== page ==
This may also be easier said than done. Some jurisdictions already tinker with IFRS and more regional variations may occur in the future, for example on the long and winding road to global adoption of IFRS 17 Insurance Contracts, with its annual cohort requirements for grouping insurance contracts to measure and recognise profit.
Does the prospect of IFRS carve-ins and carve-outs keep Barckow awake at night? “Yes. I have to be concerned,” he says. “The entire purpose of global standards is to have a single reporting language.” Being part of this grand project has always required a willingness to balance self-interest and the greater good. Countries that wish, albeit rarely, to deviate for “individually understandable circumstances” are, he says, putting a question mark over the entire objective of one global set of standards. “Each and every case is one too much. We shouldn’t be heading that way.
“These standards have gone through extensive due process and everybody who had an opinion had the opportunity to share it, over the years, as the standards were being developed.”
With multiple touch points for this global process, it would be a wonder if outright consensus were possible on everything, and some compromises are inevitable. “The compromise is not there to get to the lowest common denominator,” says Barckow, “but to get to something that really works in the majority of cases for the majority of entities for the benefit of the user.”
On extreme cases where a jurisdiction has, for example, legislation in place that is contradictory to IFRS, he says: “Ideally, we should be aware of that while we are developing the standard and not get told that after the fact.” If the IASB is not able to mitigate concerns around this through the standard-setting process, then some deviation from IFRS may be necessary. To those that want to deviate on the basis of self-interest, he poses a question: “Can’t you give way, rather than having your personal opinion adhered to and letting the general objective be thrown out of the window?”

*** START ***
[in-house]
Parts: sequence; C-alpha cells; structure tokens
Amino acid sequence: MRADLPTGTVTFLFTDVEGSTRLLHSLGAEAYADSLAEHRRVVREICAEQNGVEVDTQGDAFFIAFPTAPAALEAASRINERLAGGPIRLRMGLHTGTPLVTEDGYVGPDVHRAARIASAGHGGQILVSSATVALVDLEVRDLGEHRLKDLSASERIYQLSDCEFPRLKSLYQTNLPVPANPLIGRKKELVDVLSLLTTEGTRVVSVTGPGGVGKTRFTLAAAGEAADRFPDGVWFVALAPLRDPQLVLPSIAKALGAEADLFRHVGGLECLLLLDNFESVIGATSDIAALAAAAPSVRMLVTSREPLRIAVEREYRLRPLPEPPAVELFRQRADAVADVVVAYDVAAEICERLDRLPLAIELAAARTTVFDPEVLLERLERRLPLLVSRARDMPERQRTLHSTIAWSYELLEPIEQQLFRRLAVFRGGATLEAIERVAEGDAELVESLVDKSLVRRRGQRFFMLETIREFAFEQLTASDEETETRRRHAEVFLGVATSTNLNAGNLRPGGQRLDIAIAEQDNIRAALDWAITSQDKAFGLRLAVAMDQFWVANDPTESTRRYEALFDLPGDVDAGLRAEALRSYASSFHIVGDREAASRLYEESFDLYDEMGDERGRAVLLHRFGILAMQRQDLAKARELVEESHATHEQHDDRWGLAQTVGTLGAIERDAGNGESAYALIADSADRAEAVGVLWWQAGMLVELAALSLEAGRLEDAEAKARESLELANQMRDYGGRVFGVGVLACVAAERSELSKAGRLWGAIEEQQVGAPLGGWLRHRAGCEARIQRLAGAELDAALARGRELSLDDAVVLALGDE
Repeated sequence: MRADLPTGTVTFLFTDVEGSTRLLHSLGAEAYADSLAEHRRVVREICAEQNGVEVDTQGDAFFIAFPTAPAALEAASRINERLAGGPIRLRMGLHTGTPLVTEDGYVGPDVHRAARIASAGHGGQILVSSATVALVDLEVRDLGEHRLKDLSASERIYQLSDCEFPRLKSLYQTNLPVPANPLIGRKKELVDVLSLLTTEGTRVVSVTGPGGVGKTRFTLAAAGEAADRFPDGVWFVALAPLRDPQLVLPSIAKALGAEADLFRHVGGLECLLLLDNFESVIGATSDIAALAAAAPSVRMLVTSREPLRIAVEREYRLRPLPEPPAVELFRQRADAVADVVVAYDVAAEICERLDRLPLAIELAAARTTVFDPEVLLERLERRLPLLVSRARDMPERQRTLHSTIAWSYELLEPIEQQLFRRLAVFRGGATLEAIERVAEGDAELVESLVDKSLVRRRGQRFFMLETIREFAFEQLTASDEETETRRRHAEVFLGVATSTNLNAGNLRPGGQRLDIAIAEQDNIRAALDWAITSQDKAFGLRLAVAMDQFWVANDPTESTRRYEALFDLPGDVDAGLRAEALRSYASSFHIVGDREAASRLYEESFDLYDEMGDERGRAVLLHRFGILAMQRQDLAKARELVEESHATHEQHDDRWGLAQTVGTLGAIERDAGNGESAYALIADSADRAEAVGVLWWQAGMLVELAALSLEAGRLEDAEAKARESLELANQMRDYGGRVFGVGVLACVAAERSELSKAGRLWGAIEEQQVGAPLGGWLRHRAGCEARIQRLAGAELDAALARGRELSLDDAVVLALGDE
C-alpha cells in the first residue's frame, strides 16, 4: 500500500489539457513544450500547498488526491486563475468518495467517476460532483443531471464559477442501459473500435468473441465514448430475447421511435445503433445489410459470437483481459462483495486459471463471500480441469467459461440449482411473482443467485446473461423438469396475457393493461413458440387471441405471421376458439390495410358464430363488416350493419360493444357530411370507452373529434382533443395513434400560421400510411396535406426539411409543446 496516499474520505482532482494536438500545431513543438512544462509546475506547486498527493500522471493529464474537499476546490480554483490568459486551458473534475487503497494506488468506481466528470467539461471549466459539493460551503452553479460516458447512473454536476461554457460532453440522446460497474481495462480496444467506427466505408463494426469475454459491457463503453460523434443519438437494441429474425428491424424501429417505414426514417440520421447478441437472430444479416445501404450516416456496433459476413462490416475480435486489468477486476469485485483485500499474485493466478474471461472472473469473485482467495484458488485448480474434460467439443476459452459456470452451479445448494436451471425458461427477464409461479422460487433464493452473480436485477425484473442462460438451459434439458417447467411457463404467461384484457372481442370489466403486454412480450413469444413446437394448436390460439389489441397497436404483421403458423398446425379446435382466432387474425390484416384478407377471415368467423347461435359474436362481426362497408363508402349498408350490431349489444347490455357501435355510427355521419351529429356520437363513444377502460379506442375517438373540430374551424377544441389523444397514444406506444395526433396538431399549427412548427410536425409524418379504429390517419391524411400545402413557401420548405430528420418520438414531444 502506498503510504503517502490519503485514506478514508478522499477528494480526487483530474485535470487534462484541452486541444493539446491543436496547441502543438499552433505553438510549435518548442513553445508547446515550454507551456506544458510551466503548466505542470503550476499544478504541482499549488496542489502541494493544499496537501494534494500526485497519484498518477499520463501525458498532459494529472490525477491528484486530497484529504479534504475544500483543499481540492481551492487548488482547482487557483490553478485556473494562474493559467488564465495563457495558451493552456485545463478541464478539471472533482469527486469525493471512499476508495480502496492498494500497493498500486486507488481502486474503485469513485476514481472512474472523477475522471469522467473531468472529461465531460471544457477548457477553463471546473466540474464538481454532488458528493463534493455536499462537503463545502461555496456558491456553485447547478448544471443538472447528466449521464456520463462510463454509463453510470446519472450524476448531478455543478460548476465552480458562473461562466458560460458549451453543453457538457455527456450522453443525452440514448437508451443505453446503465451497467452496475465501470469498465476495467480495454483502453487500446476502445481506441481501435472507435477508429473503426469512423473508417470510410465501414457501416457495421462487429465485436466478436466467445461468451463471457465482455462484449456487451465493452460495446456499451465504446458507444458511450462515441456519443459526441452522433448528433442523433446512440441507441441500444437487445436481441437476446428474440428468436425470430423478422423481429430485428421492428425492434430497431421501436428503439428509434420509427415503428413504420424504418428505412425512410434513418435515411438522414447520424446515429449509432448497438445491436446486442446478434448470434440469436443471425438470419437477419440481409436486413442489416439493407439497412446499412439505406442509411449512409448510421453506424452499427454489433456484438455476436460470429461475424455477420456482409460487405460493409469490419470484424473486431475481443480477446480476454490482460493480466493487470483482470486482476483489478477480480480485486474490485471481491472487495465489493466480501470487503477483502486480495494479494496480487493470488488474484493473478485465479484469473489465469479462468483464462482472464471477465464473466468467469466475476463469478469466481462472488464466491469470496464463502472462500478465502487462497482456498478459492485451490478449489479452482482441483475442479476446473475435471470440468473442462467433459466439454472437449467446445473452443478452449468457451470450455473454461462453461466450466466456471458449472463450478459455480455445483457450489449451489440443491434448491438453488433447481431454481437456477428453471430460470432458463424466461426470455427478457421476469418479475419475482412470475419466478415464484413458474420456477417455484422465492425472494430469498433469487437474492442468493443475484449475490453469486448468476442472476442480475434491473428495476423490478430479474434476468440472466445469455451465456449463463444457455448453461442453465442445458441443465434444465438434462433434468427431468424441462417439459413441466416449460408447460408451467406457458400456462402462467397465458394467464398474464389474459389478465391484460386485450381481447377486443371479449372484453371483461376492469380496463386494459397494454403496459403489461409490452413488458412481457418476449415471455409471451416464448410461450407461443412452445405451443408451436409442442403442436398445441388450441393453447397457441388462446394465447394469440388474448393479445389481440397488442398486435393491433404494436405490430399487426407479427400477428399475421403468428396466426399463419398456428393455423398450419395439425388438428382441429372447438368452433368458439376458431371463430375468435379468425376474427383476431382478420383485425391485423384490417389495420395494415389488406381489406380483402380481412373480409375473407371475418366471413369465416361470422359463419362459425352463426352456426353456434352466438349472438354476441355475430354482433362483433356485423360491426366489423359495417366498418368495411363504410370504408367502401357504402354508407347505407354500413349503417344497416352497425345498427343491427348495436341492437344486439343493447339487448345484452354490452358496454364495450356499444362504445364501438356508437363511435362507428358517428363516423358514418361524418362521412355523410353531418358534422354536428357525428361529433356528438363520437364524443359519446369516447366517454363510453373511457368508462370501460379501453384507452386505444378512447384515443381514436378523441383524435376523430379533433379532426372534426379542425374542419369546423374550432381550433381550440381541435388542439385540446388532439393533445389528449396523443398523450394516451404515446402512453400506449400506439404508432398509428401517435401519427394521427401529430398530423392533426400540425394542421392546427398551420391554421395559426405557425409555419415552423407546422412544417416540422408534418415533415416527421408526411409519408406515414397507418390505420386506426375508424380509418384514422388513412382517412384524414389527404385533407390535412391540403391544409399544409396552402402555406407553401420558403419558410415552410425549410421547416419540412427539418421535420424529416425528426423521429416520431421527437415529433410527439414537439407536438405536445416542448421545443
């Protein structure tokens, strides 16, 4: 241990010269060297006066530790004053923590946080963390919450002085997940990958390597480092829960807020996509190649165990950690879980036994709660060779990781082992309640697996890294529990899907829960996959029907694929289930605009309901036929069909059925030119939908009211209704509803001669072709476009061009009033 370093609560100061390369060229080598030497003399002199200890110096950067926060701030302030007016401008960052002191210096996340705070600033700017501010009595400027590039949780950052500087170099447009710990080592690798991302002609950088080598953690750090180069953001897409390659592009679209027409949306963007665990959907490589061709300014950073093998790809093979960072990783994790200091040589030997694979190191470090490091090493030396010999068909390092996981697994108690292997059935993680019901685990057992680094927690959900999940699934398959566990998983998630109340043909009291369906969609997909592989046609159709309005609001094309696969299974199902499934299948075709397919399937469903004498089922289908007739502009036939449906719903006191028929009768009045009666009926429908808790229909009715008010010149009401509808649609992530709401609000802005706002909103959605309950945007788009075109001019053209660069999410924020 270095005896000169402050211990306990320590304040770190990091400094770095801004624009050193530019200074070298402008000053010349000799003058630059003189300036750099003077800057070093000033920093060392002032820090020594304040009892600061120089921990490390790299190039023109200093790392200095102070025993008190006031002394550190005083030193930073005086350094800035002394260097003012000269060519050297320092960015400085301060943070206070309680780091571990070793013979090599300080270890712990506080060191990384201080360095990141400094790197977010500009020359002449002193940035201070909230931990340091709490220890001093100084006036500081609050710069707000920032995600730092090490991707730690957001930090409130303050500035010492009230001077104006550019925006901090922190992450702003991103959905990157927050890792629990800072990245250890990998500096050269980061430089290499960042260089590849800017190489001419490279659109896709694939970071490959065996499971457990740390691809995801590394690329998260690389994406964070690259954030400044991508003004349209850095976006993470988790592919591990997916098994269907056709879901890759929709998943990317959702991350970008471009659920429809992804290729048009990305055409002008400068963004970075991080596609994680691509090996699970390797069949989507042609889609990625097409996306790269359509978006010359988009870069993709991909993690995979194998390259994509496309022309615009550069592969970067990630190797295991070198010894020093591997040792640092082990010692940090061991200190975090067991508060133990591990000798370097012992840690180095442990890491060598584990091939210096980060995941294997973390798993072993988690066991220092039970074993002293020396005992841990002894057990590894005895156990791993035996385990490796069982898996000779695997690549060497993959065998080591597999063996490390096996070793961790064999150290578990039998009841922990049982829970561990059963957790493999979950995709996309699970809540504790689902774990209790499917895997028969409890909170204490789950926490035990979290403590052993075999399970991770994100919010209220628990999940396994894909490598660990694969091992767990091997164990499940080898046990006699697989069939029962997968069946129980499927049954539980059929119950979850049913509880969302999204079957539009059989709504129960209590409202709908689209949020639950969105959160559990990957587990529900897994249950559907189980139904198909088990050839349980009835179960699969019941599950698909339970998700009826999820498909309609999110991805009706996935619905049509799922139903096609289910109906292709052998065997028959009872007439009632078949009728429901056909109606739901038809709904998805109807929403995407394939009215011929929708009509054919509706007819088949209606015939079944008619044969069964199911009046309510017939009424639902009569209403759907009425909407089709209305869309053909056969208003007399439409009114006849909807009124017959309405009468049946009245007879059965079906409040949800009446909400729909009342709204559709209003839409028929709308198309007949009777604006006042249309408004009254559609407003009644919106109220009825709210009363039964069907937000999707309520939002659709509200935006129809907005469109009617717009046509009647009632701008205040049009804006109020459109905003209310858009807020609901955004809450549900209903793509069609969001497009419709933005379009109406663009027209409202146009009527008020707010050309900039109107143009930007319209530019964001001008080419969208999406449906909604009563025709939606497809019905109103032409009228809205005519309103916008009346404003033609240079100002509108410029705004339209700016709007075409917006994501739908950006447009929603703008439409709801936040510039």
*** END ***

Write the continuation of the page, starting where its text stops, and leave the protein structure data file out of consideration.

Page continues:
A set of common rules that make financial statements consistent, transparent and comparable around the globe is a big improvement on trying to reconcile the 200 national generally accepted accounting principles (GAAPs) that preceded them. Although some big economies, such as the US, have not adopted IFRS, 144 countries have, with more knocking on the door, but this does not make jurisdictional tinkering less of a worry. “Although instances might be few and far between, there is a risk of there no longer being a global set of standards and that is what we have to remind ourselves,” says Barckow. “That will keep me awake.”
Assets and liabilities
Taking divergent constituencies of stakeholders along with you is one of the great challenges of standard-setting. “The biggest asset the Board has, in how it sets standards, is its transparent due process,” says Barckow. But, as he adds: “That is as much an asset as a liability because it is time consuming.” There is a limit to how much this global process can be accelerated – for example, by shortening comment periods. “Many jurisdictions are translating due process documents, soliciting comments and feedback and being lighthouses for our work,” he says, noting that all of this takes time.